Afghanistan update March 2023

Whilst the fallout of our success from Operation Ark continued at pace in the British media, our team that remained in Kabul faced a new reality that even today, is still difficult to comprehend.

Your support through Operation Ark enabled us to evacuate our vulnerable staff and their immediate families. They, together with the Nowzad dogs and cats, are now settled and starting new lives in the UK nearly 18 months on. The rest of the team that decided to stay in Afghanistan continued to care for the animals at our donkey sanctuary.     

To us, the events of that terrifying August in 2021 are anything but a distant memory, but to the rest of the world, Afghanistan is now long forgotten.

Every day our Kabul based team checks in with the UK office, sending updates on the animals in their care and their plans for the coming days. To enable the clinic to carry on its vital work it is essential for us to be able to transfer funds to them.  A life that was not the easiest before the fall of Kabul suddenly became even harder as the coalition of western governments left a sting in the tail as they withdrew from Afghanistan.
They froze all of Afghanistan’s banking assets.

The Afghan economy ground to a shocking halt.
Every single innocent Afghan that once had had a dream of a better future suddenly had no access to their hard earned money. We, as a charity, had no way to transfer funding into the country to pay the salaries of our staff, fund the care of the animals or provide vital medical supplies.
We almost had to admit defeat.

But the strength and courage of our team on the ground in Kabul ensured we stayed the course and found a way to support them.

It was not without just a little bit of stress……

In July of last year Pen took the hard decision to head back to Kabul, loaded with vaccines and veterinary essentials which had been a long time coming. It became just one of many trips he has now made over the last 8 months to work alongside the team as we rebuild our operation to deliver on improving animal welfare in Afghanistan.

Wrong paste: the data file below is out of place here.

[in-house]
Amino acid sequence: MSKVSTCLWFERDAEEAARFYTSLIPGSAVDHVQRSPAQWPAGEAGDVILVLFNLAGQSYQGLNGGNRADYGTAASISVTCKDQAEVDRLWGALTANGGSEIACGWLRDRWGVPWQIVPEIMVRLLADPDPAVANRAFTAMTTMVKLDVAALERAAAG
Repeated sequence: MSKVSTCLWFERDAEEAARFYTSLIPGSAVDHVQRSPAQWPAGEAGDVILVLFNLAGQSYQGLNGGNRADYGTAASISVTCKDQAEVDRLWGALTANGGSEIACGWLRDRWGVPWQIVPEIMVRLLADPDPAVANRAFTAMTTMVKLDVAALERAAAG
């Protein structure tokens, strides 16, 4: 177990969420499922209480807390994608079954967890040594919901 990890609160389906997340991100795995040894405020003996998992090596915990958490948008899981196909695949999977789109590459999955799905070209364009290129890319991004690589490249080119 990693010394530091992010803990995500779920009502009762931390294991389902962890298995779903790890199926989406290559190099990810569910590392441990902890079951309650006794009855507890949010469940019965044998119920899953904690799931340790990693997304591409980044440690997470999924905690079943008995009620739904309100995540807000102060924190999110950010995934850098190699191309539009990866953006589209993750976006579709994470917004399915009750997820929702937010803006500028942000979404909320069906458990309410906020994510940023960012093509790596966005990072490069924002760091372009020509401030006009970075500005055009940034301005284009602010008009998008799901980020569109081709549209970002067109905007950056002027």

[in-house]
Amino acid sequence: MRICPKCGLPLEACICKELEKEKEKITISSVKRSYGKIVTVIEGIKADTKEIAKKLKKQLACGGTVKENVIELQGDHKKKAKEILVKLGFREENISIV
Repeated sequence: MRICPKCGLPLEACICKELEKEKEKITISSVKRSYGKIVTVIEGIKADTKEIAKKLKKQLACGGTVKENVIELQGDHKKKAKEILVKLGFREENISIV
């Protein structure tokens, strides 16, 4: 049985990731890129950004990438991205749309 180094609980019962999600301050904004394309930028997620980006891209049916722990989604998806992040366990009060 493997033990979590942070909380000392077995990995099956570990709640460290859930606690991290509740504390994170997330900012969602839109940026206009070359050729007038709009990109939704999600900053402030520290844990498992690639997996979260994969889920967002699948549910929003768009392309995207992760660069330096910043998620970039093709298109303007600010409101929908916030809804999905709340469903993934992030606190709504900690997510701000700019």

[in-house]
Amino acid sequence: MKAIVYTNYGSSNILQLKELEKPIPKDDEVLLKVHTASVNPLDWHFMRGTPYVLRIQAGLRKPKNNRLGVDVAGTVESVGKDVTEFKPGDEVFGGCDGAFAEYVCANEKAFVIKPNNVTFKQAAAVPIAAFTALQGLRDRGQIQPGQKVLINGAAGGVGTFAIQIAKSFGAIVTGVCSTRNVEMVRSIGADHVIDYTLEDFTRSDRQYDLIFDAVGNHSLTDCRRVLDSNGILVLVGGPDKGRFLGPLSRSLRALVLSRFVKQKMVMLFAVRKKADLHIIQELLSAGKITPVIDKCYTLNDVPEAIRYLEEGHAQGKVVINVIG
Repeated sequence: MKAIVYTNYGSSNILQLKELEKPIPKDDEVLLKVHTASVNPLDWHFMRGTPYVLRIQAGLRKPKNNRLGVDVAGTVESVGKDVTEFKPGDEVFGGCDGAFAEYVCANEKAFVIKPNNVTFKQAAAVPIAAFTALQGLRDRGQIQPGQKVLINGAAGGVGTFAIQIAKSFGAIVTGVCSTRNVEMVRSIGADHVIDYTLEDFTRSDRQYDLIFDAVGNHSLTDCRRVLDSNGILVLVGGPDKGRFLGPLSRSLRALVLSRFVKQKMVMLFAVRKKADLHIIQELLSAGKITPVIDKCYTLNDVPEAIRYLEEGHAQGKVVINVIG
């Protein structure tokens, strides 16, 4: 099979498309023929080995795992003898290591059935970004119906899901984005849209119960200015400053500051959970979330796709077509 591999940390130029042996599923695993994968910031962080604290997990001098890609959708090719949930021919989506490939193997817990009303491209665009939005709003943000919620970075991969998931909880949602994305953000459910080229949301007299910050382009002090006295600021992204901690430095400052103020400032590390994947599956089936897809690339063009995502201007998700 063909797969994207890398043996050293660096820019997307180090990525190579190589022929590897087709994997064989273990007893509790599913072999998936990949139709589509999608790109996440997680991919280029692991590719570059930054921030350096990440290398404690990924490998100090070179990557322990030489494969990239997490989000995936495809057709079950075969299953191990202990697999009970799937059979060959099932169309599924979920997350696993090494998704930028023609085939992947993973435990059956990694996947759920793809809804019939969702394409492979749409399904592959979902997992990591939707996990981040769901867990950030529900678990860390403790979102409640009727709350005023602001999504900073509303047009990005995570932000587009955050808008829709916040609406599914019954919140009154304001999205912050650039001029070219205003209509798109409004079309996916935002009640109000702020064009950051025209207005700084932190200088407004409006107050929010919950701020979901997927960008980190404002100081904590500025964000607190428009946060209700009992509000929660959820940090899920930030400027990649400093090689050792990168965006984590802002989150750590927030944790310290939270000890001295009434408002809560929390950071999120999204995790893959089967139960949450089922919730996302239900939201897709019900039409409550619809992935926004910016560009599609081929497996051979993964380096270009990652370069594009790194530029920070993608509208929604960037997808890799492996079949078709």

This included finding a new home after the local Taliban claimed the right to take over the original Nowzad clinic, giving us just a week’s notice to vacate. We were not about to argue with some very heavily armed men.

Hard work and many sleepless nights followed. Whilst the move was swift, the preparation for bringing our new compound up to speed took several months ensuring our facility was finally worthy of bearing the Nowzad charity’s name again.

With a new and improved cat room, we are already caring for new feline clients who now call Nowzad home, sprawled out on the custom made shelving that is positioned just right to catch the morning sun through the windows.

Our new clinic has seen the operating theatre rebuilt and expanded with an attached recovery room.

The dog kennels still need some work but already house many young dogs, some of whom had suffered severe injury and are now thankfully on the road to recovery. Many of these dogs were brought to us by concerned locals who were relieved that Nowzad is operating once more. Through our vet team still managing to conduct some key outreach programmes during 2022, we hope Nowzad’s reputation for delivering expert care and treatment of animals continues to spread.  
We also have several dogs waiting to travel to their forever homes from ex-pats and even Afghan locals who have relocated to Europe. Sadly, animal flights have not been reinstated at the time of writing so they are waiting out their time with us until we can find a viable transport route for them. 

We have also expanded our animal welfare support to the working animals, especially the horses and donkeys labouring away in the absolute hell hole of the brick kilns of Kabul.